The Mediterranean Lifestyle: The Power of Food

A cooked dish of diced tomatoes and yellow squash. Food, eating, nutrition, fruits and vegetables. UF/IFAS Photo by Tyler Jones.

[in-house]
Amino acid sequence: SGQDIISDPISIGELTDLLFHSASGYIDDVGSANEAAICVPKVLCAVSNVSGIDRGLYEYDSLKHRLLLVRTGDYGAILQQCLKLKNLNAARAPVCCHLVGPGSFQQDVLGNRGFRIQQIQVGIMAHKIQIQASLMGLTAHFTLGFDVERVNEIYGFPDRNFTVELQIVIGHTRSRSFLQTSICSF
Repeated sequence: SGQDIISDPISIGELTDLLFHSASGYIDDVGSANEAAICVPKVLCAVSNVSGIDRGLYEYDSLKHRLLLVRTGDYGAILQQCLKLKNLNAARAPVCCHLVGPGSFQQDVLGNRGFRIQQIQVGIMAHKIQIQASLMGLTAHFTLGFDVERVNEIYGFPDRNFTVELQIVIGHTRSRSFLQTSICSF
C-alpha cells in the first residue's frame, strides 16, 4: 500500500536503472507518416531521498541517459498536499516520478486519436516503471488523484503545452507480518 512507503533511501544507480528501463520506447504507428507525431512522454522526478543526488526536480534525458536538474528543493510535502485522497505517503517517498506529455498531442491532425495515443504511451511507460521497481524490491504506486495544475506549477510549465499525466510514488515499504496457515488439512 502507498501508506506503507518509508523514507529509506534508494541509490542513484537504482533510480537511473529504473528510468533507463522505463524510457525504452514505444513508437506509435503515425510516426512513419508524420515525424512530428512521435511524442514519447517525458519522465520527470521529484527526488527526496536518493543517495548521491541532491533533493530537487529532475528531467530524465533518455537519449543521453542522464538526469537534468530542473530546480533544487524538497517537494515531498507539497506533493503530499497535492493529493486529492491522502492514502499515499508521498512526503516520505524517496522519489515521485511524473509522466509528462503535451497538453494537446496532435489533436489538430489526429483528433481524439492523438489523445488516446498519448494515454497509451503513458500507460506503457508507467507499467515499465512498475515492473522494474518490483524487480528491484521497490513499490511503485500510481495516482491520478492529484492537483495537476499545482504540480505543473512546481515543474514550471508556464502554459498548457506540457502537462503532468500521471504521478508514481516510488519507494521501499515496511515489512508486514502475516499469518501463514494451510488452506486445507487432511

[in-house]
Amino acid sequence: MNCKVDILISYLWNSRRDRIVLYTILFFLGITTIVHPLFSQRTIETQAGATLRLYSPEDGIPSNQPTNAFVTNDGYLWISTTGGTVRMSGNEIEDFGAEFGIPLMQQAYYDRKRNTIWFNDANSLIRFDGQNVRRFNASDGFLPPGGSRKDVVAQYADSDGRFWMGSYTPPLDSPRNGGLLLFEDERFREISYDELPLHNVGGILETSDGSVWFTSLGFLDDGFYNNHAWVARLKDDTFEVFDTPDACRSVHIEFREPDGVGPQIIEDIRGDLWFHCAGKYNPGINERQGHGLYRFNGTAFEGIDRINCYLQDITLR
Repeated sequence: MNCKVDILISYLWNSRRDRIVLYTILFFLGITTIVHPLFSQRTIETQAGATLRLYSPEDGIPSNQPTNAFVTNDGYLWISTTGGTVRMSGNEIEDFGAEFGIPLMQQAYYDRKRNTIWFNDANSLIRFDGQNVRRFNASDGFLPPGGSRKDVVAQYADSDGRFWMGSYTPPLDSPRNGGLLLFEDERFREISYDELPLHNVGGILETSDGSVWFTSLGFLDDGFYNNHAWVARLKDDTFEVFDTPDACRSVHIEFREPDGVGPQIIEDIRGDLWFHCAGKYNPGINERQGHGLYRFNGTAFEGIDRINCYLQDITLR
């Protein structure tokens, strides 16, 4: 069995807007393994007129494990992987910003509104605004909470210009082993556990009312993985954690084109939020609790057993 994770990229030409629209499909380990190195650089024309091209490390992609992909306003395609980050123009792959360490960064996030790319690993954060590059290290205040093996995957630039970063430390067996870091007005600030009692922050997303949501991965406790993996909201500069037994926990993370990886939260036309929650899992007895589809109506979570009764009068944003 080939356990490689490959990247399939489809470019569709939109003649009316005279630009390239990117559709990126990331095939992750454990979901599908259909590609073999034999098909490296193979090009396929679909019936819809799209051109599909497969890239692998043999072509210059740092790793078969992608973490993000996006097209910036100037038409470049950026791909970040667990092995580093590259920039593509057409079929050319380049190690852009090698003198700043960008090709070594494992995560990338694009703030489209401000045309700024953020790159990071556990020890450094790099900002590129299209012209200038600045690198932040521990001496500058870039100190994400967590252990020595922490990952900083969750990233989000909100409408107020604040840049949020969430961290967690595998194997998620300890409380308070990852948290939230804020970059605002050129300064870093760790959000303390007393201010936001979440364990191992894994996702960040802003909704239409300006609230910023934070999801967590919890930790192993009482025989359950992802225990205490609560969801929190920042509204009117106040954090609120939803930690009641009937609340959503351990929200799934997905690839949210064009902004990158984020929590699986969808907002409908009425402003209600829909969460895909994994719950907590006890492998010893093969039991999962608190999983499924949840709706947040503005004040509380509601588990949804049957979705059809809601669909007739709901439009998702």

The Mediterranean diet dates back to the early 1960s, in which the population living among the Mediterranean basin, much of Greece and Southern Italy consumed high amounts of fruits, vegetables, nuts, legumes, and unprocessed cereals with minimal consumption of meat. This dietary pattern has been shown to improve heart health, maintain weight, and reduce the risk for chronic diseases such as cardiovascular disease and type 2 diabetes. This new 6-page publication discusses the Mediterranean dietary pattern and provides tips to incorporate this lifestyle into daily life, as well as sample recipes. Written by Charissa Lim, Alexa Hosey, Farah Tadros, Madison Woodard, and Jeanette Andrade, and published by the UF/IFAS Food Science and Human Nutrition Department.